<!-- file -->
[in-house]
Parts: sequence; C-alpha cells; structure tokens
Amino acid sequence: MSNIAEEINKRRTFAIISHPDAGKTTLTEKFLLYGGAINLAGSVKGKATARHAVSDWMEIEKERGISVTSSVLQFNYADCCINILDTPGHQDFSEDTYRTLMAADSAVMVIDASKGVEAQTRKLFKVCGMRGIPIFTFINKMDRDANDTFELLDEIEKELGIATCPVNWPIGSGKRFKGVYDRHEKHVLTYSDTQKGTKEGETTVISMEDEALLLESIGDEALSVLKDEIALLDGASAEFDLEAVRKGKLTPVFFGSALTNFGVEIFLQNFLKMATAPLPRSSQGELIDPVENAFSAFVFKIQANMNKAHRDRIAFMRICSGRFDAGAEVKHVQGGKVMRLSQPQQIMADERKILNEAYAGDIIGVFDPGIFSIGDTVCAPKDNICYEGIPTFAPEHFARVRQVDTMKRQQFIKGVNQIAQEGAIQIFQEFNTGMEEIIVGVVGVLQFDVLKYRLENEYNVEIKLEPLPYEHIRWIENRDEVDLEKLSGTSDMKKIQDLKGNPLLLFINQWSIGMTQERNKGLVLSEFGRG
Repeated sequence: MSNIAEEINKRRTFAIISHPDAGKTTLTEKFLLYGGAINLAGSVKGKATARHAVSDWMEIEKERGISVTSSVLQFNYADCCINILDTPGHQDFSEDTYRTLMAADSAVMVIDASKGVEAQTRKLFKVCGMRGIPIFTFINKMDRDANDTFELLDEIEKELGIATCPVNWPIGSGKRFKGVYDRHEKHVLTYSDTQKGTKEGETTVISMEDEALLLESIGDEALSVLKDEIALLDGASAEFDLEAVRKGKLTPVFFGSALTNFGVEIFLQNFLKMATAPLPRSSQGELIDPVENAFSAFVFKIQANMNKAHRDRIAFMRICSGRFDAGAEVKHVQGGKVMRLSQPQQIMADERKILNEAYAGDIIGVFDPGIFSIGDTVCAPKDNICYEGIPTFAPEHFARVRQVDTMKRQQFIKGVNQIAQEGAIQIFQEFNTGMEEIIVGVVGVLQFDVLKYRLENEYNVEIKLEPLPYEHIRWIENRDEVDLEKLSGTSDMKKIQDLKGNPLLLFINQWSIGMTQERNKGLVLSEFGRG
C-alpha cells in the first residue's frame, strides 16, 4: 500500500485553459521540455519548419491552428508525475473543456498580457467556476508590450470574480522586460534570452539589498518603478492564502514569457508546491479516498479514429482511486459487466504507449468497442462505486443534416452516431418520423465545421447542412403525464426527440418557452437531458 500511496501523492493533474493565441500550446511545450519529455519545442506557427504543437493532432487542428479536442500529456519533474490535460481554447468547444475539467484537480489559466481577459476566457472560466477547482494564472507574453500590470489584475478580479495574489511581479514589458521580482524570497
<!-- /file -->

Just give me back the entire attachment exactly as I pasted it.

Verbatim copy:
[in-house]
Parts: sequence; C-alpha cells; structure tokens
Amino acid sequence: MSNIAEEINKRRTFAIISHPDAGKTTLTEKFLLYGGAINLAGSVKGKATARHAVSDWMEIEKERGISVTSSVLQFNYADCCINILDTPGHQDFSEDTYRTLMAADSAVMVIDASKGVEAQTRKLFKVCGMRGIPIFTFINKMDRDANDTFELLDEIEKELGIATCPVNWPIGSGKRFKGVYDRHEKHVLTYSDTQKGTKEGETTVISMEDEALLLESIGDEALSVLKDEIALLDGASAEFDLEAVRKGKLTPVFFGSALTNFGVEIFLQNFLKMATAPLPRSSQGELIDPVENAFSAFVFKIQANMNKAHRDRIAFMRICSGRFDAGAEVKHVQGGKVMRLSQPQQIMADERKILNEAYAGDIIGVFDPGIFSIGDTVCAPKDNICYEGIPTFAPEHFARVRQVDTMKRQQFIKGVNQIAQEGAIQIFQEFNTGMEEIIVGVVGVLQFDVLKYRLENEYNVEIKLEPLPYEHIRWIENRDEVDLEKLSGTSDMKKIQDLKGNPLLLFINQWSIGMTQERNKGLVLSEFGRG
Repeated sequence: MSNIAEEINKRRTFAIISHPDAGKTTLTEKFLLYGGAINLAGSVKGKATARHAVSDWMEIEKERGISVTSSVLQFNYADCCINILDTPGHQDFSEDTYRTLMAADSAVMVIDASKGVEAQTRKLFKVCGMRGIPIFTFINKMDRDANDTFELLDEIEKELGIATCPVNWPIGSGKRFKGVYDRHEKHVLTYSDTQKGTKEGETTVISMEDEALLLESIGDEALSVLKDEIALLDGASAEFDLEAVRKGKLTPVFFGSALTNFGVEIFLQNFLKMATAPLPRSSQGELIDPVENAFSAFVFKIQANMNKAHRDRIAFMRICSGRFDAGAEVKHVQGGKVMRLSQPQQIMADERKILNEAYAGDIIGVFDPGIFSIGDTVCAPKDNICYEGIPTFAPEHFARVRQVDTMKRQQFIKGVNQIAQEGAIQIFQEFNTGMEEIIVGVVGVLQFDVLKYRLENEYNVEIKLEPLPYEHIRWIENRDEVDLEKLSGTSDMKKIQDLKGNPLLLFINQWSIGMTQERNKGLVLSEFGRG
C-alpha cells in the first residue's frame, strides 16, 4: 500500500485553459521540455519548419491552428508525475473543456498580457467556476508590450470574480522586460534570452539589498518603478492564502514569457508546491479516498479514429482511486459487466504507449468497442462505486443534416452516431418520423465545421447542412403525464426527440418557452437531458 500511496501523492493533474493565441500550446511545450519529455519545442506557427504543437493532432487542428479536442500529456519533474490535460481554447468547444475539467484537480489559466481577459476566457472560466477547482494564472507574453500590470489584475478580479495574489511581479514589458521580482524570497